Previous studies have reported that the pupil is sensitive to the spatio-temporal and physical properties of stimuli in the blind field of patients with V1 lesions (Papageorgiou et al., 2008), and pupillometry has thus proven valid as an indirect measure of nonconscious visual processing (Barbur et al., 1998; Weiskrantz, Cowey, & Le Mare, 1998). There is also evidence that measures of visual acuity or sensitivity to several stimulus properties estimated by pupillometry correlate with that determined by conventional psychophysical methods (Barbur, Harlow, & Sahraie, 1992). Pupillometry has been used here as an additional and independent measure of residual visual capacity in the blind field and we have found an effect on pupillary constriction that parallels the bilateral gain on behavioral measures. Moreover, we have shown a close correlation between these two measures, therefore suggesting that the two processes may be mediated by partially overlapping neural mechanisms. Although this issue deserves further investigation, the SC is, even in this case, a strong candidate, given its direct involvement in simple arm movements through connections with the cortical motor system, as far as RT is concerned (Leh, Johansen-Berg, et al., 2006; May, 2005; Lunenburger et al., 2001), and given its connections with the olivary nucleus of the pretectum, as far as pupillary constriction is concerned (Bose, Dhillon, Ross-Cisneros, & Carelli, 2005).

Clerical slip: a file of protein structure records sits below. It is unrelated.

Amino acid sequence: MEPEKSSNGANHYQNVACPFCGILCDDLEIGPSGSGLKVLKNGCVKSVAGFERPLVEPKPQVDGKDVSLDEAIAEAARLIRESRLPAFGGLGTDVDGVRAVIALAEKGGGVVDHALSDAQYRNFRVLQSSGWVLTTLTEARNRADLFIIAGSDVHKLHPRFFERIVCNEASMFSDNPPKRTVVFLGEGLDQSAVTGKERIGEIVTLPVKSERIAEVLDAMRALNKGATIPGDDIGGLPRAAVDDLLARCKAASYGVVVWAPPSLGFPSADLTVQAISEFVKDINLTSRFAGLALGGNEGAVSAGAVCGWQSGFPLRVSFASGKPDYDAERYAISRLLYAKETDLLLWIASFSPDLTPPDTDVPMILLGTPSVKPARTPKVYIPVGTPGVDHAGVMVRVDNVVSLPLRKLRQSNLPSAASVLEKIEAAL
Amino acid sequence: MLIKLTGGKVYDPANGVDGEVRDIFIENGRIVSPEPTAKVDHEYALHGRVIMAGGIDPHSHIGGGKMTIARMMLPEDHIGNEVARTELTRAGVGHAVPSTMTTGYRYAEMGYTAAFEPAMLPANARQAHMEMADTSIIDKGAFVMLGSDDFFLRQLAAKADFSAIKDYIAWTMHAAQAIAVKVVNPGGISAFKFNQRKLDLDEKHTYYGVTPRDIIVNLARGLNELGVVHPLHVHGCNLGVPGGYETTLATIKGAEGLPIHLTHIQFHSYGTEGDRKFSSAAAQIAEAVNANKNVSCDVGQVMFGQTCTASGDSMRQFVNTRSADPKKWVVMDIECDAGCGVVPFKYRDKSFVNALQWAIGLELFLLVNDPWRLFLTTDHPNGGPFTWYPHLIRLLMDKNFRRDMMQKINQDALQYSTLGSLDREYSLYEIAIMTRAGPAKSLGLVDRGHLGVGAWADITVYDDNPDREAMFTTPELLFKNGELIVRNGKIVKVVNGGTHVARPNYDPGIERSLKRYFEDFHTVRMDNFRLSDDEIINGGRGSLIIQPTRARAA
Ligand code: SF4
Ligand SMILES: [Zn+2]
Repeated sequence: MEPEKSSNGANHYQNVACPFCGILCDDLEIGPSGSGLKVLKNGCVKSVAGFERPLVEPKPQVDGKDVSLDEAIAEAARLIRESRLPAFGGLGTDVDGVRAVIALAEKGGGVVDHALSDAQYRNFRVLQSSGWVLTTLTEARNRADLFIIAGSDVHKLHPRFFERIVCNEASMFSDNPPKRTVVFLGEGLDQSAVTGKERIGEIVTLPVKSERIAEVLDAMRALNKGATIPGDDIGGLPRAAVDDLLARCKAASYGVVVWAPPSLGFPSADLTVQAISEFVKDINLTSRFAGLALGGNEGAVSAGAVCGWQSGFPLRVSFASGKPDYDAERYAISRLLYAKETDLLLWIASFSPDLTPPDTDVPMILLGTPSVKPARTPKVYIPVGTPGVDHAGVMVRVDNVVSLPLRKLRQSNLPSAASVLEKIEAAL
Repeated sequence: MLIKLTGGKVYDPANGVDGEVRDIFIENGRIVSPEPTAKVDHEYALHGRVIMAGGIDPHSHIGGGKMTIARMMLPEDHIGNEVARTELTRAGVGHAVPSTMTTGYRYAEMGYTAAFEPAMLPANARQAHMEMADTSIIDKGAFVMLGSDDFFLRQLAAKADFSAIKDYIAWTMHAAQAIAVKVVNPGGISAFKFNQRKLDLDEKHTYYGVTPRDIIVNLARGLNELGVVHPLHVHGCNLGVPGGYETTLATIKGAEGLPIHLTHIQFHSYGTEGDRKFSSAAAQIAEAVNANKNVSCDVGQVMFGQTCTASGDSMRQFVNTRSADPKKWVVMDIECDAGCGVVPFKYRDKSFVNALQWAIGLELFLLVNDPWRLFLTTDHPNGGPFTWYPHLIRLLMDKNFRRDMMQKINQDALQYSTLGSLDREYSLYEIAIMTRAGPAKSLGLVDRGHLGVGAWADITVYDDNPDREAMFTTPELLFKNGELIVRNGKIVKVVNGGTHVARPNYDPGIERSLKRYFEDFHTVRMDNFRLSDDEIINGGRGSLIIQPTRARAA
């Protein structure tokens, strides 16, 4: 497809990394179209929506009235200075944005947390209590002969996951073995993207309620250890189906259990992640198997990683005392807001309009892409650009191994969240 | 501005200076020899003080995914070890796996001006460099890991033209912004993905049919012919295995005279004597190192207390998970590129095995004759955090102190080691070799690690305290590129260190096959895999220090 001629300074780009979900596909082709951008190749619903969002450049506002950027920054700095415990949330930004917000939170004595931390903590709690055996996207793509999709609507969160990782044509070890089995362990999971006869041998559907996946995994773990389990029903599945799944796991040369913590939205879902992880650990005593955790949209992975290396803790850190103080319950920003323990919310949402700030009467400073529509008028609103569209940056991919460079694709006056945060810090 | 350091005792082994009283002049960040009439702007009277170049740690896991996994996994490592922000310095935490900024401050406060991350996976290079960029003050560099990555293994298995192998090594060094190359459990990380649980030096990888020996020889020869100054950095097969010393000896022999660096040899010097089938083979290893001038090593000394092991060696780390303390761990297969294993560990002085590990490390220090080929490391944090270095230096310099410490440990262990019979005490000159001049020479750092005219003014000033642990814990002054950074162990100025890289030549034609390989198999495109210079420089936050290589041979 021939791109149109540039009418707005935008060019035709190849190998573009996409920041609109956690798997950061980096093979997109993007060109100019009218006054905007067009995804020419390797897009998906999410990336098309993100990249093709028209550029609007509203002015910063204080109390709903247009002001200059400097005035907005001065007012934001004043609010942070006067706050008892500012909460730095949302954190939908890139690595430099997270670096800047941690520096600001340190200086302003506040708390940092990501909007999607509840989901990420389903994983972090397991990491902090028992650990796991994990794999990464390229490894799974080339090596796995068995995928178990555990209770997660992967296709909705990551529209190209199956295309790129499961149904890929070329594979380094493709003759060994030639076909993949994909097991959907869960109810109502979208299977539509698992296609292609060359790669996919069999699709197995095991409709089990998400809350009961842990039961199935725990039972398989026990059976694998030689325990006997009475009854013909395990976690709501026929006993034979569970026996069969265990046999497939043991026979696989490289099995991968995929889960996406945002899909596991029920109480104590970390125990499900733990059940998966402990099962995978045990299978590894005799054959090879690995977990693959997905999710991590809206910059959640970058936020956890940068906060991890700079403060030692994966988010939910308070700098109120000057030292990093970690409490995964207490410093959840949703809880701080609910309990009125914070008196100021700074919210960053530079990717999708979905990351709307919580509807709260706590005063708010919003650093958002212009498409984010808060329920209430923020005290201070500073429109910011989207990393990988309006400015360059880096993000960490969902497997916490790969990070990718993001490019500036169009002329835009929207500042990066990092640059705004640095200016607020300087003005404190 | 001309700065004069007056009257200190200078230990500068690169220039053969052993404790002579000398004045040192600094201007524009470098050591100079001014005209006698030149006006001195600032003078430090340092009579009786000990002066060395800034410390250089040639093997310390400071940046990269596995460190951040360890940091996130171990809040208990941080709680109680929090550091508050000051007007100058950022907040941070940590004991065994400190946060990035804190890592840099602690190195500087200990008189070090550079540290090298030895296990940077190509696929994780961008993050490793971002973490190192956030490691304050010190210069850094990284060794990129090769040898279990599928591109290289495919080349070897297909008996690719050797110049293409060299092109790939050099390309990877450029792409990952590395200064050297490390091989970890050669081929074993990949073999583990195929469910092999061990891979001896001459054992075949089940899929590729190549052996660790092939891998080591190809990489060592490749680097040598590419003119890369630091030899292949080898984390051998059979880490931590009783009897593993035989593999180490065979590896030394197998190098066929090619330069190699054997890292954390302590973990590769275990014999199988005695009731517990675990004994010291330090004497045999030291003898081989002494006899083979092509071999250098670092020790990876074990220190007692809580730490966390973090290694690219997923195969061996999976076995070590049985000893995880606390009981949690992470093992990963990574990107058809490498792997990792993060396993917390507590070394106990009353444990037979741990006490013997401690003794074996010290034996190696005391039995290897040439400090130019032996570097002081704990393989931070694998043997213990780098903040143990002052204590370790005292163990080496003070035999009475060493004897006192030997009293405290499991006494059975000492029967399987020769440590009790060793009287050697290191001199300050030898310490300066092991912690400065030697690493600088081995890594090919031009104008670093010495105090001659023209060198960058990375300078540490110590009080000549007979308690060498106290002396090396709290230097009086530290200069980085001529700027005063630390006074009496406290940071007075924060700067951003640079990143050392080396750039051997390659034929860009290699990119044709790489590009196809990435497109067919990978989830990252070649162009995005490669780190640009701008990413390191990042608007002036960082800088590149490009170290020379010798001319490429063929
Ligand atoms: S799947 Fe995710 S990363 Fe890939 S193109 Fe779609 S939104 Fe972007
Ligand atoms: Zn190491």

Of course, in addition to the SC, other subcortical structures receive direct projections from the retina and send connections to cortex. Among these, the most prominent and frequently suggested as possible neural substrates of residual visual functions in blindsight are the LGN and the pulvinar, along with their cortical projections. Nevertheless, possible alternative explanations that claim for a pivotal role of these structures in the form of implicit visuomotor integration studied here can be discounted given our negative fMRI, behavioral, and pupillometric evidence alike. Firstly, although a significant bilateral gain was observed for gray but not for purple stimuli, we found no sign of differential activation in the LGN or the pulvinar when these two conditions were directly contrasted in fMRI analyses. This clearly indicates that activity in the LGN and the pulvinar is unrelated to the presence/absence of the neural summation effect. Conversely, the same contrast revealed a selective increase of activation in the SC and in occipito-temporal visual cortices of both hemispheres while the bilateral summation was induced by gray stimuli. The latter result is consistent with recent findings showing that these extrastriate areas are heavily interconnected with the SC (Leh, Johansen-Berg, et al., 2006) and are modulated during execution of the same sensory–motor processing involved in the bilateral summation paradigm (Iacoboni, Ptito, Weekes, & Zaidel, 2000; Miniussi et al., 1998). Secondly, both the LGN and the pulvinar receive input from all types of color-opponent cells in the retina, including S-cones (White et al., 1998; Felsten et al., 1983). In addition to this neurophysiologic evidence, we found that gray and purple stimuli were closely matched in their psychophysical properties and evoked highly similar fMRI responses in the LGN and the pulvinar. Thus, had these structures been critical, a bilateral gain should have been reported also for purple stimuli, which clearly was not the case.